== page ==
The United States Coast Guard medevaced a woman from a Princess cruise ship off the Oregon coast earlier this week, after she experienced kidney failure.

The Coast Guard dispatched a helicopter to the Grand Princess cruise ship on Monday morning, August 13th, when the ship was approximately 50 miles southwest of Coos Bay, south of Portland, Oregon.

The 76-year-old woman was airlifted to a hospital in Coos Bay. Her current medical condition has not been disclosed.

Video credit: U.S. Coast Guard District 13 via Defense Visual Information Distribution Service (DVIDS).

 

Multiple news sources are reporting that the Grand Princess operated by Princess Cruises struck a humpback whale two days ago. The dead whale was discovered lodged on the cruise ship’s bulbous bow upon entering the port in Ketchikan, Alaska. 

Cruise ship-whale strikes are hardly uncommon. This latest incident is reportedly the second time in two years involving a whale strike caused by a cruise ship in Alaska; Holland America’s Zaandam struck an endangered fin whale last year and carried the dead whale into port in Seward on its bulbous bow. 

The Princess Cruises PR spokesperson claims that the Princess cruise ship did not spot any whales near the ship as it sailed toward Ketchikan. Princess also floated out the possibility that the whale was "already deceased before becoming lodged on the bow" – the usual PR spin when a cruise ship strikes a whale. 

A necrosis will later address whether the whale was in fact alive or dead at the time that the cruise ship struck it.

A cruise passenger sent photographs of the incident, one of which is below.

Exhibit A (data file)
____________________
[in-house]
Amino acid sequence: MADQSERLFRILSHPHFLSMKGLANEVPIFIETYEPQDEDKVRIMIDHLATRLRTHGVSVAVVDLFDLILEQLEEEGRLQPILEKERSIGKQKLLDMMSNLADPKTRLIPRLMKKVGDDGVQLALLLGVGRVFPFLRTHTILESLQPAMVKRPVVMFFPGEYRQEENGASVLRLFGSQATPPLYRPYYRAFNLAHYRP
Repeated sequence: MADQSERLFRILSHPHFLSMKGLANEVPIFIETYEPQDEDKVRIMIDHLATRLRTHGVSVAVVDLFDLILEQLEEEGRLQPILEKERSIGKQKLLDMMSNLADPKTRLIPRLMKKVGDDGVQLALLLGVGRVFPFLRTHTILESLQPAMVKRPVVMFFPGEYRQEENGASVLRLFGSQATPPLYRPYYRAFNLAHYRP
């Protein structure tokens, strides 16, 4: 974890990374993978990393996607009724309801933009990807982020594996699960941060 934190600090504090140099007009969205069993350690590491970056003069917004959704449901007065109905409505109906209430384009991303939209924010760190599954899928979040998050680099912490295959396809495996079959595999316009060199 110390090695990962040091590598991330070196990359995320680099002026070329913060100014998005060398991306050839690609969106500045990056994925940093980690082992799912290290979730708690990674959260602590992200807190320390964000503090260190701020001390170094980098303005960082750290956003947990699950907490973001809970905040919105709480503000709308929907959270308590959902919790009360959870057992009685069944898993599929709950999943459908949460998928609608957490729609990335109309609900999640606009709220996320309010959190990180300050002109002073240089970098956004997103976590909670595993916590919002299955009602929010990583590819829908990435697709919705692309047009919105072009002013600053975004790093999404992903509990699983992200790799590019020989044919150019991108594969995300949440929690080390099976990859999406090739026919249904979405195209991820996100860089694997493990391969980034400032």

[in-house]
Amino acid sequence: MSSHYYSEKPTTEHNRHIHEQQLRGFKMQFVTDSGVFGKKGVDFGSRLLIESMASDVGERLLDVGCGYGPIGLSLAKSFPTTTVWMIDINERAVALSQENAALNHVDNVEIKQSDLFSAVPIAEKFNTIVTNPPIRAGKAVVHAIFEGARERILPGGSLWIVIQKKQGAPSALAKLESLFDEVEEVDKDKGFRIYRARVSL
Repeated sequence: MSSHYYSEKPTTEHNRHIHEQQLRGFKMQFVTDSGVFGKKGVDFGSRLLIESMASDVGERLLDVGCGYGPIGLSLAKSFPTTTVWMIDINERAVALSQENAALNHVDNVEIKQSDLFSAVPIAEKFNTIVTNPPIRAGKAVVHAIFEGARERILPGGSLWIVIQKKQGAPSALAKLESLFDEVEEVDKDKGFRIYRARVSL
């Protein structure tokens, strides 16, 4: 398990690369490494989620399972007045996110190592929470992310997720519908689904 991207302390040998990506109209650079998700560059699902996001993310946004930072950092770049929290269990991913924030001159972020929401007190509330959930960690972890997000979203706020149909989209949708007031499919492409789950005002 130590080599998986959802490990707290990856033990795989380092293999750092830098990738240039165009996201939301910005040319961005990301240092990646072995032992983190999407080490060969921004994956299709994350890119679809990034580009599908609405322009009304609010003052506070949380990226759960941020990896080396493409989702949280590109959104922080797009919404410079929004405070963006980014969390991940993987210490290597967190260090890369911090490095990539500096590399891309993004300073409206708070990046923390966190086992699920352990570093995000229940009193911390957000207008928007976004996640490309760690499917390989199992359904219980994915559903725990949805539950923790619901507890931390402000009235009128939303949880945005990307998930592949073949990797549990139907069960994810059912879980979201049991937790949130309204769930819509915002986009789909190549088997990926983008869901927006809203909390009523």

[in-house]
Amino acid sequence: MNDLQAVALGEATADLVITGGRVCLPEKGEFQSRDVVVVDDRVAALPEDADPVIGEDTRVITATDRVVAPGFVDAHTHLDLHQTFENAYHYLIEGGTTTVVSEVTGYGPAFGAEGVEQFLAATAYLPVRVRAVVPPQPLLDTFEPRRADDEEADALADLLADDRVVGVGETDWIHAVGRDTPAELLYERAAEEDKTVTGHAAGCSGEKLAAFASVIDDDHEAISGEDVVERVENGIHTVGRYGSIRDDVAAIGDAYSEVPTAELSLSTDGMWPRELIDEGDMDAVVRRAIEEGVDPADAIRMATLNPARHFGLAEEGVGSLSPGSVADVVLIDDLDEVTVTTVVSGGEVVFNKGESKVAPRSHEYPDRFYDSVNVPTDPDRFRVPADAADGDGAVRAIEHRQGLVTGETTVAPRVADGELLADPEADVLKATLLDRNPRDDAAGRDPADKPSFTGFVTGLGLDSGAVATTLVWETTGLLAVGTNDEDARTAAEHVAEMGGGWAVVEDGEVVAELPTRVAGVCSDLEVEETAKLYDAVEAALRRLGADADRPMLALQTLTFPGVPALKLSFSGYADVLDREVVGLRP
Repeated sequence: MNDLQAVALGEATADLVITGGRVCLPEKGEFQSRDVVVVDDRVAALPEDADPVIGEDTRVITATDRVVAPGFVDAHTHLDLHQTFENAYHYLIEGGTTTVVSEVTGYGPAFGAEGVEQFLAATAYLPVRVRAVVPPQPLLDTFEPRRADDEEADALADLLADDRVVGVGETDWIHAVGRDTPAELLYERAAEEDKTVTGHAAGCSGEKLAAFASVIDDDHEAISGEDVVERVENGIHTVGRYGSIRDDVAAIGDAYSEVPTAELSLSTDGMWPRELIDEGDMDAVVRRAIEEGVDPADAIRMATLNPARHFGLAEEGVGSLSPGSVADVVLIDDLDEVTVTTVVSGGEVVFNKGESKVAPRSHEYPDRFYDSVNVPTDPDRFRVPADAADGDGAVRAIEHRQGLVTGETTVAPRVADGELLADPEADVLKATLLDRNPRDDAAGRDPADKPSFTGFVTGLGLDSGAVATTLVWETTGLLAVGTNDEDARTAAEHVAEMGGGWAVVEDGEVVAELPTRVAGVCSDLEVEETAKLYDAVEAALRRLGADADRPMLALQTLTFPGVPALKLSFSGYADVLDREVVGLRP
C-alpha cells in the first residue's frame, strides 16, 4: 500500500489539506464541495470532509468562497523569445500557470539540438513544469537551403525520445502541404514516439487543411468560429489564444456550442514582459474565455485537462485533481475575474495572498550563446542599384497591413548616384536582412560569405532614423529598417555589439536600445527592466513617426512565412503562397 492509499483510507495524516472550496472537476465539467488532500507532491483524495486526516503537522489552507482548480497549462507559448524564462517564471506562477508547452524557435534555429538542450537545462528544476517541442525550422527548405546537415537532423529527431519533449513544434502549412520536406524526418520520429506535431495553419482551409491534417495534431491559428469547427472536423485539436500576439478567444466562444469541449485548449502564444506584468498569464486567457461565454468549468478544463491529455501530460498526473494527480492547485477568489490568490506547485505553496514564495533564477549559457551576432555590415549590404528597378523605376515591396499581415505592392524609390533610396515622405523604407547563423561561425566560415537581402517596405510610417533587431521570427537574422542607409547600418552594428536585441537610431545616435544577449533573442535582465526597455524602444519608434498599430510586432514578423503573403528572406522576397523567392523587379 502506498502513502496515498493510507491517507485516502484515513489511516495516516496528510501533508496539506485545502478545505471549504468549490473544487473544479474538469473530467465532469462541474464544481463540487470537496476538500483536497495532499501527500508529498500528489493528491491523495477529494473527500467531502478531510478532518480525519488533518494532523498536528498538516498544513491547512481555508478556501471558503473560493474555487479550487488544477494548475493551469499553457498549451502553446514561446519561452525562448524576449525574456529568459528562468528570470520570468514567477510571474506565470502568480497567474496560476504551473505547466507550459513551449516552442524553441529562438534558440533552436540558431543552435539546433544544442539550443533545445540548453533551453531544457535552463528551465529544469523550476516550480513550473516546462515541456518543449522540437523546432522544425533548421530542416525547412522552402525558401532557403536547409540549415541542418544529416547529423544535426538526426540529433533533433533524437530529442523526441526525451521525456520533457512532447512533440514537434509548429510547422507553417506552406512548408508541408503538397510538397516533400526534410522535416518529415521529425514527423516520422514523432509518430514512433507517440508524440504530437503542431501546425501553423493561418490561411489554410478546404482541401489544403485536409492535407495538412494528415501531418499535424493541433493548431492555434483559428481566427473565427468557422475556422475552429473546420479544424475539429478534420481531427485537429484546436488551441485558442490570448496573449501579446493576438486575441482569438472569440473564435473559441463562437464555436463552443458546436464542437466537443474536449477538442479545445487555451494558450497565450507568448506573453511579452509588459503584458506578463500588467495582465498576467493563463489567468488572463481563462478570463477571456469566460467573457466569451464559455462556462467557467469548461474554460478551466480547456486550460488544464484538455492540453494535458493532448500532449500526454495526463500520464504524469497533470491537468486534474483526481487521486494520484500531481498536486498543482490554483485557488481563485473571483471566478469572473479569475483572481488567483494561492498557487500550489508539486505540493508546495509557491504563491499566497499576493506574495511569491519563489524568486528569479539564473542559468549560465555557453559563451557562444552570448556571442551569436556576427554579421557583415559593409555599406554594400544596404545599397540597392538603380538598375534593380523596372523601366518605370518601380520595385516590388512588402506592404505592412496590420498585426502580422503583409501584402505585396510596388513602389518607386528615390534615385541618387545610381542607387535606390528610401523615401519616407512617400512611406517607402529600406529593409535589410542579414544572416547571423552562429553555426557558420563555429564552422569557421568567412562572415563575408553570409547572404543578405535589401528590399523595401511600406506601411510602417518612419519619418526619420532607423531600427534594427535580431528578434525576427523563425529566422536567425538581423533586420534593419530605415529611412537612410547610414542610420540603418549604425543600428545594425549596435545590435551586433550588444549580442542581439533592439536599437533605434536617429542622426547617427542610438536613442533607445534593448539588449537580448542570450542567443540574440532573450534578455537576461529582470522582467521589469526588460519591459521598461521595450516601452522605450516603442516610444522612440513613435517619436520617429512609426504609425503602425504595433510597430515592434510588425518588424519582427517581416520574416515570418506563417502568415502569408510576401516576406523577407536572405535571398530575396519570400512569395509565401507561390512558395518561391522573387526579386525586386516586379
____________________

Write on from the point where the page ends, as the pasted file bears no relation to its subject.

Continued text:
Grand Princess Whale StrikeSeveral years ago, environmental groups filed a petition with the federal government seeking to force cruise ships and other large vessels to slow down in order to reduce the chances of whale strikes. The petition was focused on the waters between San Francisco and Los Angeles, but it signaled the importance of environmental groups concerned with marine life who share the oceans with super tankers and today’s increasingly larger cruise ships.

In one of the most graphic photographs of a cruise ship / whale strike, in 2009 the Princess Cruises’ Sapphire Princess arrived in port in Vancouver, unaware that the cruise ship impaled a fin whale on the ship’s bow while in Alaskan waters. The whale was a female fin whale (Balaenoptera physalus). Princess claimed that the whale was already dead when the cruise ship hit her.

Of those whale-strikes which are reported, it is quite unusual for the dead whale to be noticed only when it is brought into a port on the bow of a large ship as indicated on this comprehensive report published by the U.S. Department of Commerce, National Oceanic and Atmospheric Administration and National Marine Fisheries Service.

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August 11, 2017 Update: Meanwhile, Ottawa to force ships to slow down to prevent whale deaths in Gulf of St. Lawrence.

Grand Princess via Marine TrafficLast night, I mentioned on our Facebook page that a cruise passenger aboard the Grand Princess informed us that the Princess ship temporarily lost power. The passenger, who wishes to remain anonymous, stated:

"I am on the Grand Princess and we have a power issue and the Captain just made an announcement that they are working on it. We are not moving in the water. Yikes."

The Grand Princess was sailing off the Coast of California, heading to San Fransisco. The passenger went on to state that:

" . . . the power went out and the emergency lights went on. It was then that the ship stopped moving. They got the power back on and we began to continue but they were clearly having power problems all night. The power would flicker and change color like in a brown out. Then everything went back to normal by bed time. I think that we are arriving in SF on time . . " 

One person left a message on Facebook, stating:

"I was on this ship a month ago for 10 days (Mexican Riviera trip from SF). That was my first and LAST cruise. The ship is old and run down (Buckets collecting water in hallways, intermittent plumbing issues, etc.) so I’m not surprised this has happened . . . It’s going into dry dock in December. If you ask me it should have been refurbished about 5 years ago . . ."